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A ‘Social’ Divorce – Risks of Using Social Media during a Divorce

On Behalf of | May 7, 2014 | Firm News

Divorcing parties should limit their social media activity before entering the courtroom.

Facebook, Twitter, and LinkedIn are just a few of the many social media outlets that are pervasively employed today.  When someone tweets or posts online, that information is fixed and never deleted. The information on social media can resurface at any time, and should be anticipated when one is filing for divorce in Maryland.

Many people use social media as an outlet to express their emotions about personal situations.  For better or for worse, leaked social media information can be admissible evidence in Maryland divorce court.

Couples who are filing for divorce tend to have mutual acquaintances and friends, both online and offline. However, it is not uncommon for mutual friends of the couple to pick sides during a divorce.  Friends, despite their good intentions, can unknowingly leak unpleasant details of the case that should be kept in confidence.

If a spouse posts something he or she thinks their soon-to-be ex would never see, he or she should think again. An expansive web of personal connections still exists outside of social media, regardless of privacy controls or “unfriending” someone.

Emails and text messages may also be used in divorce court, not just social media. Any online activity, whether from emails, text messages, or social media can be subpoenaed as evidence in a Maryland divorce. The problem is that this information could be easily misconstrued by the other spouse, his or her lawyer, or the judge.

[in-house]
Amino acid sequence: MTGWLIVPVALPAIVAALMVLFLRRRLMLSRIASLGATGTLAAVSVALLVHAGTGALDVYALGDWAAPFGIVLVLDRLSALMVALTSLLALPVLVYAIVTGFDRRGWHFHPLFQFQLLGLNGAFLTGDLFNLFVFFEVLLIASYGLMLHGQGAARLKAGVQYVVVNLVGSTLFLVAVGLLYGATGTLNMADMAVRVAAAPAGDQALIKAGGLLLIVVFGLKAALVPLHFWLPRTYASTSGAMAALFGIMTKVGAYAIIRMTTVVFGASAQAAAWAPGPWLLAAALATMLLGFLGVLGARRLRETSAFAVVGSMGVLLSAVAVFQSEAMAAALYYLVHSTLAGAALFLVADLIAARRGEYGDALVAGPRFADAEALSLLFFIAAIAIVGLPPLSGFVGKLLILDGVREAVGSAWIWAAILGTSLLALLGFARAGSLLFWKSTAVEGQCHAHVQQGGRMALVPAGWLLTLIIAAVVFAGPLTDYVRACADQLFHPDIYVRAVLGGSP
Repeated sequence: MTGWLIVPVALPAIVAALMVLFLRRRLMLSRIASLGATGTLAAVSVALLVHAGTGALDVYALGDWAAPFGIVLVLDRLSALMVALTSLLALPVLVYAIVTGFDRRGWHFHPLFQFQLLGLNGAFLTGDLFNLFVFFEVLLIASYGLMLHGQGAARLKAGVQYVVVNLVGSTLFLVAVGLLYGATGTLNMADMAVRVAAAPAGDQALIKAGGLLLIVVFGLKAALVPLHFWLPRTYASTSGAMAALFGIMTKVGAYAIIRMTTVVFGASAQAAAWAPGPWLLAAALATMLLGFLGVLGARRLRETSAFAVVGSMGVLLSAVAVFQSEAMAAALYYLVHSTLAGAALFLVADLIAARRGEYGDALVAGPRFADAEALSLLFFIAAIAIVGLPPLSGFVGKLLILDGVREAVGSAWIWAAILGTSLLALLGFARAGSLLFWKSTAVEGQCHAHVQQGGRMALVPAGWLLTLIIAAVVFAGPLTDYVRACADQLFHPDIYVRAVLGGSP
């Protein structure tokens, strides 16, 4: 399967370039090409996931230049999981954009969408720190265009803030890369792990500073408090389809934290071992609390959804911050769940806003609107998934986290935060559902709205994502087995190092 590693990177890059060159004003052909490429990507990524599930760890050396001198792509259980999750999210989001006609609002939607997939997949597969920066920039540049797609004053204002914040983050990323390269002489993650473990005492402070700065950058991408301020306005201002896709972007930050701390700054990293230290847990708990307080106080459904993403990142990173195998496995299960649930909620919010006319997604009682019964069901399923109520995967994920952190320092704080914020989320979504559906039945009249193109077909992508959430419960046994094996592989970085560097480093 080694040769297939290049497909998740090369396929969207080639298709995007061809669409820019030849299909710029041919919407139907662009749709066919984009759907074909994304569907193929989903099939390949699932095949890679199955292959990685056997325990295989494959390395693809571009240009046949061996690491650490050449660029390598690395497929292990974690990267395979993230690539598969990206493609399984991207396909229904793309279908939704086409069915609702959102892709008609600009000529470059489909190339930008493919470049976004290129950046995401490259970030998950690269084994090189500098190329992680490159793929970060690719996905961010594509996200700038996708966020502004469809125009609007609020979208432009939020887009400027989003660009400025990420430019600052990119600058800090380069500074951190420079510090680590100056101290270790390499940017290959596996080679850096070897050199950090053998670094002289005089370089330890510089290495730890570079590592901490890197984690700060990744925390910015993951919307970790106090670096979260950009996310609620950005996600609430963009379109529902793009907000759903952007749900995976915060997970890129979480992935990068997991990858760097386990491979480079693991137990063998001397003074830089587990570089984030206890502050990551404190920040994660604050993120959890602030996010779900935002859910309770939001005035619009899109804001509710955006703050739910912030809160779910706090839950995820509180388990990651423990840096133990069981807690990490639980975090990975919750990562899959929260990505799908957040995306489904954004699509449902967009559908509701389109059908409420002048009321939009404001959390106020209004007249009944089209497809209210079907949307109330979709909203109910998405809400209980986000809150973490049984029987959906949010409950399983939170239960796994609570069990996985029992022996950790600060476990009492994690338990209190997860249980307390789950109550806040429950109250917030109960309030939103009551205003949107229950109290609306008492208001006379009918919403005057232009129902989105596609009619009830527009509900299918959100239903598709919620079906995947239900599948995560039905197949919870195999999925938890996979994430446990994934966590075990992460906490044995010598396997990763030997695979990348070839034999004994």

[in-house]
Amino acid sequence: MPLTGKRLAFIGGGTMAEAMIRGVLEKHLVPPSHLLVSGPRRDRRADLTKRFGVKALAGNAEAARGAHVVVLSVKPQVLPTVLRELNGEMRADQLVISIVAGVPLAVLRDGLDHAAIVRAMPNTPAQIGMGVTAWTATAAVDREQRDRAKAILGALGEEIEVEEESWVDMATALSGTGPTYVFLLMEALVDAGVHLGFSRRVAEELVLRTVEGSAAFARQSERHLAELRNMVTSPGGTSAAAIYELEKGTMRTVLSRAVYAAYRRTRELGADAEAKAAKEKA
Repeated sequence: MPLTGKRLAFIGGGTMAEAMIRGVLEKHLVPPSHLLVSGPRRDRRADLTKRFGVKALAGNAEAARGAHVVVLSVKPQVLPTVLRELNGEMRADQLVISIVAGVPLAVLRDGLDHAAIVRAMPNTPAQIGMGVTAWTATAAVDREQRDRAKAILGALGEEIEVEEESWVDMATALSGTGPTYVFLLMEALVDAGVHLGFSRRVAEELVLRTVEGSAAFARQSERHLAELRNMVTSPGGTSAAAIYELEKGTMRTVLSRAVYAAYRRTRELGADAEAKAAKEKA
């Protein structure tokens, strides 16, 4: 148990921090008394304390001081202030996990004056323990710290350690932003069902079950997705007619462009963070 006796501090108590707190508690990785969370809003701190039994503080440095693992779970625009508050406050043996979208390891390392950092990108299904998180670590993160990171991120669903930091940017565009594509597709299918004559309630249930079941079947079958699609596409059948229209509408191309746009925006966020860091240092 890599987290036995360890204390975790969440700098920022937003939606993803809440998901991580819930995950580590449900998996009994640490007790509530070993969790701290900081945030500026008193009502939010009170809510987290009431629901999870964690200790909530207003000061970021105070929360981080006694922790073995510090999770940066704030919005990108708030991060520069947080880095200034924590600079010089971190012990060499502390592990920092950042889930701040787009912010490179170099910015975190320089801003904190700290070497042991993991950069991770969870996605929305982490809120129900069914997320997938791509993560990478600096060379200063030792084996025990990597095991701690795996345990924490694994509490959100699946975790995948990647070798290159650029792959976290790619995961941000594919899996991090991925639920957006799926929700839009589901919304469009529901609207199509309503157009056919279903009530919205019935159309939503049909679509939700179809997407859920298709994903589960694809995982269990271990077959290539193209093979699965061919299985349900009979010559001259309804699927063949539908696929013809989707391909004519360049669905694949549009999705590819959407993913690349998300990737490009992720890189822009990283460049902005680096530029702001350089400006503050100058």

Take time to think objectively about the post before hitting the ‘send’ button. A general rule to follow would be to never post anything online that you wouldn’t want someone to remember forever. Remember that the information posted via social media, email, or texting is long-lasting and could be open to the public.

Divorce lawyers typically encourage their clients not to post anything online or send messages that they wouldn’t want a judge to review. A family law attorney can also help determine if any social media content should be used or protected from disclosure in evidence.

For more information regarding a divorce in Maryland, please contact the family law attorneys at SMLH.